Mary Beth Writes

Here we are again; this week begins the annual gargantuan lollapalooza of First World consumerism.

Sigh.

I love shopping as much as anyone. Give me twenty dollars and a quiet hour at Goodwill and I will come home with two bags of random cool stuff, 37 cents, and a song in my heart.

But that is not what we are talking about here.  The average US/North American family last year spent nearly $900 dollars on gifts. Much of what we buy will be products made by exploited people in countries far from our eyesight.  There is a lot of information on the internet about third world sweatshops, garment industries, food productions, etc.  Go ahead and ask the internet if YOUR favorite brands pay their employees fairly. Wanna really freak out? Ask the internet where on-sale shrimp comes from. Shudder.

You don’t need to become an expert but get some reality under your belt before you walk into Toys-R-Us or Walmart or the sweater department at your local mall. Self-education is a powerful and radical act.

Me and Kathleen in Antigua

I went to Guatemala on a MayaWorks tour for the first time in 2002. I did it because my BFF Kathleen said I had to. (If you know Kathleen you have probably also done stuff she told you to do. Hi Kath!)  I wrote about it in the newspaper column I had back then; I hosted consignment MayaWorks sales, made friends who are still my friends, and the next thing you know Racine, WI was one of the hotspots of MayaWorks activity - so I was invited to be on their board. I traveled to Guatemala three more times; twice arranging my own side-trips to stay weekends in the countryside with a MayaWorks weaving family.  I learned so, so, so much.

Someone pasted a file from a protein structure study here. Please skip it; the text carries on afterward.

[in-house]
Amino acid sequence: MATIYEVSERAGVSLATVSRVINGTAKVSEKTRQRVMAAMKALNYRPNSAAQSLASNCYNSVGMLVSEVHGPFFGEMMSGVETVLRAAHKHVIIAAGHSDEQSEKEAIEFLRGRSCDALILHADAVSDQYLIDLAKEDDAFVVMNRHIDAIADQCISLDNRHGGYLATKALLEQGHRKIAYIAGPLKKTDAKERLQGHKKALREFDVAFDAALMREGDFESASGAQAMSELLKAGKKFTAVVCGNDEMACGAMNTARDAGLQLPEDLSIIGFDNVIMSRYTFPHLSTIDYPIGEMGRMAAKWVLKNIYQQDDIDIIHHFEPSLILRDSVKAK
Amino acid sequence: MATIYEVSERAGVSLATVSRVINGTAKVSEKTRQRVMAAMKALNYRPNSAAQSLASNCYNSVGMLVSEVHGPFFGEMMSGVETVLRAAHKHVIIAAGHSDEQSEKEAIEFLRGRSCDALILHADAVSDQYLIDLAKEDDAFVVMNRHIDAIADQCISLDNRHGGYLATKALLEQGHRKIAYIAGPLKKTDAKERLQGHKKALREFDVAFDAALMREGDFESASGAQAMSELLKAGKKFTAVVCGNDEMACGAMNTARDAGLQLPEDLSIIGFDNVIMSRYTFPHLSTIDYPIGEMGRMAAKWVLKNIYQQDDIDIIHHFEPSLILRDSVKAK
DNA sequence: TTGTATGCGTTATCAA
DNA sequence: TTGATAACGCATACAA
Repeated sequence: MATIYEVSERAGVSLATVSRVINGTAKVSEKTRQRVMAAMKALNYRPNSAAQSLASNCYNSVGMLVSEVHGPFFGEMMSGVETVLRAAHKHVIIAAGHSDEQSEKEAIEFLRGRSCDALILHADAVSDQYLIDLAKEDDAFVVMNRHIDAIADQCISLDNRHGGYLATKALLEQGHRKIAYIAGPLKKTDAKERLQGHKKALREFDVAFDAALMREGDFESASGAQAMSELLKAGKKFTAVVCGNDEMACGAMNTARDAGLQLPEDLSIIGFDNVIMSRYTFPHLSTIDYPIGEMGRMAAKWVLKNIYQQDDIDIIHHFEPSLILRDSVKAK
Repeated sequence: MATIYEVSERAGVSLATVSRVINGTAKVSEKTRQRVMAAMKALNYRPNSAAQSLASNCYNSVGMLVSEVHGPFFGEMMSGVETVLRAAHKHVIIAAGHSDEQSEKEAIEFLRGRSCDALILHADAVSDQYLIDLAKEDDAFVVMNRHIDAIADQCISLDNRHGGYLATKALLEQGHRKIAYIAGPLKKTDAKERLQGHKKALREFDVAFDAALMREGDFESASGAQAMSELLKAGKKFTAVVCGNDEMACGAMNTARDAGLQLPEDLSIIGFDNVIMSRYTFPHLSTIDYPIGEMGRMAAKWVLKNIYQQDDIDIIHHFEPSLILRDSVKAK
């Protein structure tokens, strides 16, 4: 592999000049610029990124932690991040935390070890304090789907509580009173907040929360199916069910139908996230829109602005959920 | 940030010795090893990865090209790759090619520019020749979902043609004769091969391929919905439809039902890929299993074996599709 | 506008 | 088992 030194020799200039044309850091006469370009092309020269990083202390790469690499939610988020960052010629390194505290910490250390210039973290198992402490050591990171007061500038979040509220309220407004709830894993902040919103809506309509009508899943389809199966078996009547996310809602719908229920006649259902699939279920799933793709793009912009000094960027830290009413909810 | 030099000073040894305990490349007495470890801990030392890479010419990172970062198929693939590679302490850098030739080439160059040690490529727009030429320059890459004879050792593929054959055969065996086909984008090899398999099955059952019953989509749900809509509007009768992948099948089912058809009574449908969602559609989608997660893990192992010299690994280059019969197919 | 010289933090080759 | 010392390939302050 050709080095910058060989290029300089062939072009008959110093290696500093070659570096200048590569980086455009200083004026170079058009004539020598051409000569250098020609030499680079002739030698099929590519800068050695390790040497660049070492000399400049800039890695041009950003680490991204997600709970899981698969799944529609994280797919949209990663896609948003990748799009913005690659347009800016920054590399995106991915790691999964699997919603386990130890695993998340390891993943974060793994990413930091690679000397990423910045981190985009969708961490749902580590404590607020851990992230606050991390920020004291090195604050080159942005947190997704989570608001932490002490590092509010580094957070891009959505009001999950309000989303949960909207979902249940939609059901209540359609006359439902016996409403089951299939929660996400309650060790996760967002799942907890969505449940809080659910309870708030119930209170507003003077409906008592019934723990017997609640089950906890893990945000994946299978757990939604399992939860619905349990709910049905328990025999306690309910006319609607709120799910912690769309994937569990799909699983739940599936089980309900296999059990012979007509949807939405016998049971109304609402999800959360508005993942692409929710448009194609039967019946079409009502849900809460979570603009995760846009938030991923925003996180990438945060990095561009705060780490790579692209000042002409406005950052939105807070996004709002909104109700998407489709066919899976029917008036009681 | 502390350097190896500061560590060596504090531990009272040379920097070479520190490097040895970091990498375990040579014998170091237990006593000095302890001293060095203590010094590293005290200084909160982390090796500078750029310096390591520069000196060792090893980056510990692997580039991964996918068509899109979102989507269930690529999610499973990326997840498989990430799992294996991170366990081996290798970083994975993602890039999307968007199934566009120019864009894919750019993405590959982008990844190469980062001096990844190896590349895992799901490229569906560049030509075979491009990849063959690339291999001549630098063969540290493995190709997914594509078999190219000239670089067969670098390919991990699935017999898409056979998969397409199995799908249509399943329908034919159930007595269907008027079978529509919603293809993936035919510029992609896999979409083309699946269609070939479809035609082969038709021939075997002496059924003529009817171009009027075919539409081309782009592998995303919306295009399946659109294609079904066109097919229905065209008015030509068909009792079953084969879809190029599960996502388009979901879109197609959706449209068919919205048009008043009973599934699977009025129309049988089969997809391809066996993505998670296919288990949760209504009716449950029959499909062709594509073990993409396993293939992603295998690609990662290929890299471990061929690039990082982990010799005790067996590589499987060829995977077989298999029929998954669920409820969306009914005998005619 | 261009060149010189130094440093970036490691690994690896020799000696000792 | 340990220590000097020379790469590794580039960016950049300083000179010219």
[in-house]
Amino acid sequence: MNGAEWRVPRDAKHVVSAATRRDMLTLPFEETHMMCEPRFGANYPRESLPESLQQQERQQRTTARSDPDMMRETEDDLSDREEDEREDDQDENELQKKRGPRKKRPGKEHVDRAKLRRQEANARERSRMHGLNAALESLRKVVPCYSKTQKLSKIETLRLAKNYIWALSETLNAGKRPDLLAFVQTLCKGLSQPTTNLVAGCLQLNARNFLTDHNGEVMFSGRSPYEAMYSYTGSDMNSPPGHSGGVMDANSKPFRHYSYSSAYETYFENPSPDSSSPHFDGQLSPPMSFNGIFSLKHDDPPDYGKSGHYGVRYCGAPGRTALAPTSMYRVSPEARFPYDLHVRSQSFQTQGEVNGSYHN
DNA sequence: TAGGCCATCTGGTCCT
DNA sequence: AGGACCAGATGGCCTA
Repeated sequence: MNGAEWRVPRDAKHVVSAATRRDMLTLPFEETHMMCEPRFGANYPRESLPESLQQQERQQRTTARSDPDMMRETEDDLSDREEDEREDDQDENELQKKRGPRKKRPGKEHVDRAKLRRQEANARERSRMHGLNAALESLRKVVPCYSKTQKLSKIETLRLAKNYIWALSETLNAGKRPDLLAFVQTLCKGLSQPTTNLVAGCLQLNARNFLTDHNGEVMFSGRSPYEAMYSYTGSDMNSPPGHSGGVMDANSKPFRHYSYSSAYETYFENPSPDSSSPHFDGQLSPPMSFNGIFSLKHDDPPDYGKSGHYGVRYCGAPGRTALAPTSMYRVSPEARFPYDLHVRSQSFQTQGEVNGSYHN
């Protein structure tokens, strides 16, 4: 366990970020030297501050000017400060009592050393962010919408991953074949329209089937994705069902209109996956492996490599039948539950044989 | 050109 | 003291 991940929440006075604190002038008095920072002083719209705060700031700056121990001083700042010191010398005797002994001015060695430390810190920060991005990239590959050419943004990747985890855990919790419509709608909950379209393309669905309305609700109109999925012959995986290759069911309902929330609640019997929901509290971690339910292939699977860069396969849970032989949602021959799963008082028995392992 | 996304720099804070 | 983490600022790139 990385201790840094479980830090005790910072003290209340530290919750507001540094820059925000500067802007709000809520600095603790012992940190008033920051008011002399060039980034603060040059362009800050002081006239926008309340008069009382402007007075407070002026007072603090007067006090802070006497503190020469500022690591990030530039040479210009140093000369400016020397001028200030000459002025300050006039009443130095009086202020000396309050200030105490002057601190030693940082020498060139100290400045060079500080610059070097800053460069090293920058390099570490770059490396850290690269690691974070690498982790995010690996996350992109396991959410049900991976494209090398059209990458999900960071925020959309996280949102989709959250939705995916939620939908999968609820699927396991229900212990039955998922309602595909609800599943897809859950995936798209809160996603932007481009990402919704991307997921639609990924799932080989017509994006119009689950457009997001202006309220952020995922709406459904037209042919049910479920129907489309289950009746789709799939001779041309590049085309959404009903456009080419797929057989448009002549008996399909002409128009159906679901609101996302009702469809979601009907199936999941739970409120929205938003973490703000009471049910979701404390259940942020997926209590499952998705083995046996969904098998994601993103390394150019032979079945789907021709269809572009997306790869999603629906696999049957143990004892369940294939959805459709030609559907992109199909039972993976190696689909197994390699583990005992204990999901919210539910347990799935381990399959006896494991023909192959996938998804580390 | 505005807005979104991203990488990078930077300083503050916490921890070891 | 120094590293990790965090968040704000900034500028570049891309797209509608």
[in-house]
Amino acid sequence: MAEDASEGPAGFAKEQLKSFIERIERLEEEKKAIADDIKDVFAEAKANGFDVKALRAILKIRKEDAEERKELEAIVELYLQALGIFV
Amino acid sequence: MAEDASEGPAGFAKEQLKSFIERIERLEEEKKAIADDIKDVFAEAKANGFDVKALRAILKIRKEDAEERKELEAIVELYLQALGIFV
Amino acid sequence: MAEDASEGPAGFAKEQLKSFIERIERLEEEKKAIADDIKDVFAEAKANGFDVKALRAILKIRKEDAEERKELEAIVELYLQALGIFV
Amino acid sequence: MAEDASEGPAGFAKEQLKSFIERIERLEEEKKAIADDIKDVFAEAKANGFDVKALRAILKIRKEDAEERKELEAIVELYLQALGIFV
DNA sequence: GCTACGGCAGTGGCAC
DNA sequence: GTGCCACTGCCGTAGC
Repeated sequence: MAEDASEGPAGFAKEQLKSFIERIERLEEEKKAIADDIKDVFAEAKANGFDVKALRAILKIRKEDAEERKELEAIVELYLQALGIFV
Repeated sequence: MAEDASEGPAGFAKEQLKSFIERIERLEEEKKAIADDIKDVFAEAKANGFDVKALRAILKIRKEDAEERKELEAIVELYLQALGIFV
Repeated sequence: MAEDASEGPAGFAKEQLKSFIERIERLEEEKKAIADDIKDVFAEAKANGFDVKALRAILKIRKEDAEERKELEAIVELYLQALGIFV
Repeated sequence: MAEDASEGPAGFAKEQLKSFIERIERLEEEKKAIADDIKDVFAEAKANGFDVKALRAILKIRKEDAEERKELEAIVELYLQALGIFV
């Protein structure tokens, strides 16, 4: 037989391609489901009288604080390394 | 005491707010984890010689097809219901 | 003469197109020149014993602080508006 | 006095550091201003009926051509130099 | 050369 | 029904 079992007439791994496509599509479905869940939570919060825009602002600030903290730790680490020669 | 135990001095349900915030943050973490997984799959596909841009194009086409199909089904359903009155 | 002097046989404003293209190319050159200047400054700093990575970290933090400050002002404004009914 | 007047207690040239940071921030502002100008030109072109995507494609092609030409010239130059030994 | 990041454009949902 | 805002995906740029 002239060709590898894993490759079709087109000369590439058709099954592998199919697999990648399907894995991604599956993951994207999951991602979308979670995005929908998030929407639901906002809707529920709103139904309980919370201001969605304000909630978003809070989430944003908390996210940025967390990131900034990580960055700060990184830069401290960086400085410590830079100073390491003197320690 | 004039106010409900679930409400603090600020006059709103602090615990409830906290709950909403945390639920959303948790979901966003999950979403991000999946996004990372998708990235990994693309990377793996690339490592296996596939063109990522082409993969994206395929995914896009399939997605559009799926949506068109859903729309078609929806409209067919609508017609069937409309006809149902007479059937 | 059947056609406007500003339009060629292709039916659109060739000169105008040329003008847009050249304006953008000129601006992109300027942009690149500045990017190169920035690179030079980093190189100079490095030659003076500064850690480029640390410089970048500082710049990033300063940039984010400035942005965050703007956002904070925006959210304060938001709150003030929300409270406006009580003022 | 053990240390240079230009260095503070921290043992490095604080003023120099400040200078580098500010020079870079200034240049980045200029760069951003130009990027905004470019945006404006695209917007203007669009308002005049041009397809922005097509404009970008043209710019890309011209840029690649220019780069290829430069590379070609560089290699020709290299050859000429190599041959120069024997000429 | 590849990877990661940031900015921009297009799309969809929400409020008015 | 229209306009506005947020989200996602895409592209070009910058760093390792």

What are things to consider as you holiday shop?

1. First of all, if all of the world’s financially secure families decided to commit 1-2% of their annual gift budget to Fair Trade products, we could come close to stamping out dire global poverty in one generation.

Can you attempt this this year in your family? Can you devote 5% of your budget to Fair Trade products? If you are going to spend $800, can you spend $40 on Fair Trade stuff? New at this? Consider Fair Trade coffee, tea, and chocolate. http://www.fairtradefederation.org/shop-online/

2. Not everything that says its Fair Trade is. Right now claiming to be ‘fairly made’ is a great marketing tool so the package might say something similar to Fair Trade. (Like free trade or fairly made) Be aware.  Begin to learn and buy via Fair Trade Federation.  http://www.fairtradefederation.org/ 

3. This is generally how poor people got so poor: Folks lived in the countryside where they were able to support their families via subsistence farming. Governments, trade agreements, and multi-national corporations changed the world quickly; the need for cash trumped the ability to use the land in traditional ways. This created realities such as if you don’t pay taxes the government will take your land – so you can’t grow corn and beans anymore. You need to grow and sell cash crops such as strawberries and broccoli. When Americans in the Midwest (for example) decide to tighten their belts for all the reasons we do that, then there is no market for strawberries in February and now those third world farmers have no cash with which to pay their taxes, or rent, or school fees for their kids, or to buy the food they need to buy to replace the corn and beans they can no longer grow in sufficient amounts.  It’s a vicious cycle that has nothing to do with laziness.